June 2016

Volume 33, Issue 2

Overcoming structural inequalities in oral health: the role of dental curricula

Authors: L.A. Foster Page V. Chen B. Gibson J. McMillan
doi: 10.1922/CDH_3719Foster05


Overcoming structural inequalities in oral health: the role of dental curricula L.A. Foster Page, V. Chen, B. Gibson and J. McMillan1 Abstract: To date the role of health professional schools in addressing oral health inequalities have been minimal, as attempts have focused principally upon systemic reform and broader societal obligations. Professionalism is a broad competency that is taught throughout dental schools and encompasses a range of attributes. Professionalism as a competency draws some debate and appears to be a shifting phenomenon. We may ask if professionalism in the dental curricula may be better addressed by social accountability? Social accountability directs oral health professional curricula (education, research, and service activities) towards addressing the priority health concerns of the community, in our case oral health inequalities. Although working toward dental schools becoming more socially accountable seems like a sensible way to address oral health inequalities, it might have limitations. We will consider some of the challenges in the dental curricula by considering some of the political, structural, social and ethical factors that influence our institutions and our graduates. Key words: social accountability, oral health inequalities, dental curricula, professionalism, ethics


Other articles in this issue

Article Pages Access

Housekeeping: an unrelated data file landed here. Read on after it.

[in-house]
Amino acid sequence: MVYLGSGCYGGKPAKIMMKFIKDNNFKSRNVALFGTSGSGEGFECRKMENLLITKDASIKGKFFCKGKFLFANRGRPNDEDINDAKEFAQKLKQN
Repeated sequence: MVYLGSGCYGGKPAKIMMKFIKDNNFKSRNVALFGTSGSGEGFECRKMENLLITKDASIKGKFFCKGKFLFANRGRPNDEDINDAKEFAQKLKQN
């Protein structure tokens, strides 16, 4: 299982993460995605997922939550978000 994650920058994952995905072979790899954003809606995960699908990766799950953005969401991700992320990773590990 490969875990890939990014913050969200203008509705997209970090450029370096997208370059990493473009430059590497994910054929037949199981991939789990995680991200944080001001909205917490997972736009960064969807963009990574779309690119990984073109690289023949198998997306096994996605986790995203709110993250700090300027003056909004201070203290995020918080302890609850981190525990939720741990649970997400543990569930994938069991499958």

Editorial - Prevention of dental caries through the use of fluoride – the WHO approach 66-68 Download
Fluoride and Oral Health 69-99 Download
Child oral health in migrant families: A cross-sectional study of caries in 1-4 year old children from migrant backgrounds residing in Melbourne, Australia 100-106 Download
Choosing a measure of Health Related Quality of Life 107-115 Download
Feasibility, utility and impact of a national dental epidemiological survey of three-year-old children in England 2013 116-120 Download
Dental anxiety, concomitant factors and change in prevalence over 50 years 121-126 Download
A bi-level intervention to improve oral hygiene of older and disabled adults in low-income housing: results of a pilot study 127-132 Download
Association between child caries and maternal health-related behaviours 133-137 Download
Caries and costs: an evaluation of a school-based fluoride varnish programme for adolescents in a Swedish region 138-144 Download
Examiner reliability in fluorosis scoring: a comparison of photographic and clinical methods 145-150 Download
The mouth as a site of structural inequalities; an introduction 151-151 Download
The mouth and dis/ability 152-155 Download
Inequalities in oral health: the role of sociology 156-160 Download
The mouth as a site of structural inequalities; the experience of Aboriginal Australians 161-163 Download
Do ‘poor areas’ get the services they deserve? The role of dental services in structural inequalities in oral health 164-167 Download
Overcoming structural inequalities in oral health: the role of dental curricula 168-172 Download


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